account with Th. H. Vetterlein &,80ns." In this second account, which runs from October 28, 1865, to December 21, 1870, the plaintiff is charged with various payments in cash down to the twenty-eighth of November, 1870. He is credited with the above-mentioned balance of the account with the former firm; also with $2,622, his share of the profits up to December 80, 1865, which sum is credited to him on the books of the firm, also with the sums of $20 and $50 cash paid at different times to the firm, with which the books also credit him. This second account is made up with semi. annual rests, and the plaintiff is credited with interest amounting in all to $8,629.87. He is charged with one item which appears to 'be a payment by the firm on an individual adventure of his own, $4,904.51; also with $1,479.55, a transfer in Vetterlein & Co.'s ledger. It appears by that ledger that a debit balance to this amount against the plain. tiff was balanced by charging the same to Th. H. Vetterlein & 80ns, but no corresponding entry was made in the books of the latter firm. The credit balance of this second account is $19,187.91, and this constitutes the first item in the ac· rendered by the plaintiff to the defendant with the let· tel' of his agent, dated June 1, 1878. The demand in said letter not being complied with, the plaintiff commenced this suit in November, 1879. This suit is sought to be maintained by the learned counsel for the plaintiff as a suit by a sole solvent partner to recover the assets of the firm of which he was a member, for the purpose of liquidating the affairs of the firm and distributing them according to the rights of the several partners and their representatives. The firms as to which this claim is made appear to have been solvent when dissolved, and, so far as appears, the plaintiff is a solvent partner of such of them as he was a member of, though there is no evidence that Bernard Vetterlein and Henry Thurman, who were partners in the firm of Th. H. & B. Vetterlein & Co., and Charles A. Meniar, of Vetterlein & Co., are not also solvent. It is, undoubtedly, the right of a sole remaining solvent partner to demand and take from his insolvent co-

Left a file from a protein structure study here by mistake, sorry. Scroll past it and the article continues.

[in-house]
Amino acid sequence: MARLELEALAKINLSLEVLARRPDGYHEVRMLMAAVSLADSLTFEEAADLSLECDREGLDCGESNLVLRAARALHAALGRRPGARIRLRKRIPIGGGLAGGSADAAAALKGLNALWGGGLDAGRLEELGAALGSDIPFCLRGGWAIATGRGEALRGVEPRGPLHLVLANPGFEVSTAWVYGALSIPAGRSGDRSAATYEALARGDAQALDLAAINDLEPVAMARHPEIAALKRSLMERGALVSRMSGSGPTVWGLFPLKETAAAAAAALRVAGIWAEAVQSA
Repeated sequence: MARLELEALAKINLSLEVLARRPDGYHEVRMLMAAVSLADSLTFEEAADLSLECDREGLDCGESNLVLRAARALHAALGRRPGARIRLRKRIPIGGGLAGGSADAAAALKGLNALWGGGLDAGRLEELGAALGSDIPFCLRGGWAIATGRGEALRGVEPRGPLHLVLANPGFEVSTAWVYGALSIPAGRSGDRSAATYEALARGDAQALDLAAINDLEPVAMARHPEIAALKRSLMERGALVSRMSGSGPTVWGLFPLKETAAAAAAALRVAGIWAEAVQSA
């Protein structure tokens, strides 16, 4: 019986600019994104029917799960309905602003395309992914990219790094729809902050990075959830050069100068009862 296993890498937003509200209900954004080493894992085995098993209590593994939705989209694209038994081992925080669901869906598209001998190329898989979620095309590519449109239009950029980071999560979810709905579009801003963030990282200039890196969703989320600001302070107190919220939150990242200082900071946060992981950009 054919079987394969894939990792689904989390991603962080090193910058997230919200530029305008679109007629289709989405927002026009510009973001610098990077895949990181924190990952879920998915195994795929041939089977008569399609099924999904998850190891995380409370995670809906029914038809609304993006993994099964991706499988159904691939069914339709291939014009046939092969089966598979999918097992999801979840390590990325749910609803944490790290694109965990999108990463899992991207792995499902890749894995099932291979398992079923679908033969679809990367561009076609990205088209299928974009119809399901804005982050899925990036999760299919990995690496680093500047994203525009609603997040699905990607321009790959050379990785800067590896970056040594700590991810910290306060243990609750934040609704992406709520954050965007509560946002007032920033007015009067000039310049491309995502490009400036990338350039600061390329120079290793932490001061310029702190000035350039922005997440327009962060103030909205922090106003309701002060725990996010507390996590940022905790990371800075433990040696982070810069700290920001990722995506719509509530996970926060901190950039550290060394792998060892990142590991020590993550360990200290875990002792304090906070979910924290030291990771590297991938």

partners the liquidation of the affairs of the firm ; and this seems to be a perso_nal right which the solvent partner cannot transfer. Frazer v.Kershaw, 2 K. & J. 496. The assets of these several prior firms, so far as they had been kept separate and distirlJt, are admitted by the bill to have come to these bankrupts, and to have been by them, as liquidators, partly administered when they became bankrupt. The right of the plaintiff to assume their administration and liquidation, if he had such then at once accrued to the plaintiff against the bankrupts upon their failure, and before the petition in bankruptcy was filed. The letters of the plaintiff's agent in 1873, above recited, show very plainly that the plaintiff then understood and knew that the defendant had taken possession of all such assets, and was claiming to administer as belonging to the estate of the bankrupts, and was reducing them to money. By the letter of twenty-seventh of May, 1873, he demanded an account and settlement as to his interest in the firms of Th. H. Vettel'lein & Sons and Vetterlein & Co., and threatened a suit if his demand was not complied with. There can be no doubt from the evidence that as to all assets of these prior firms of which the assignee took possession, and of Which he made any collections, his claim was adverse to that of this plaintiff, as a solvent partner seeking to recover them for himself, in order to liquidate which is the claim now made, although the claim made by the letters was not a claim for the possession of the assets in order to liquidate, but for an account and payment, out of the assets so collected, of the plaintiff's alleged interest or balance of unpaid profits in those several firms. It is noticeable, however, that in these of 1873 there is no reference to any claim of the plaintiff as partner in the firm of Th. H. & B. Vetterlein & Co., which now constitutes the larger part of his present claim. Not until the letter of June 1, 1878, was any claim made of an interest in that firm, and not until the filing of the amended bill in this suit-December, 1879-was this claim of a right to liquidate the assets of these prior firms made. Whatever may have been the right of the plaintiff as a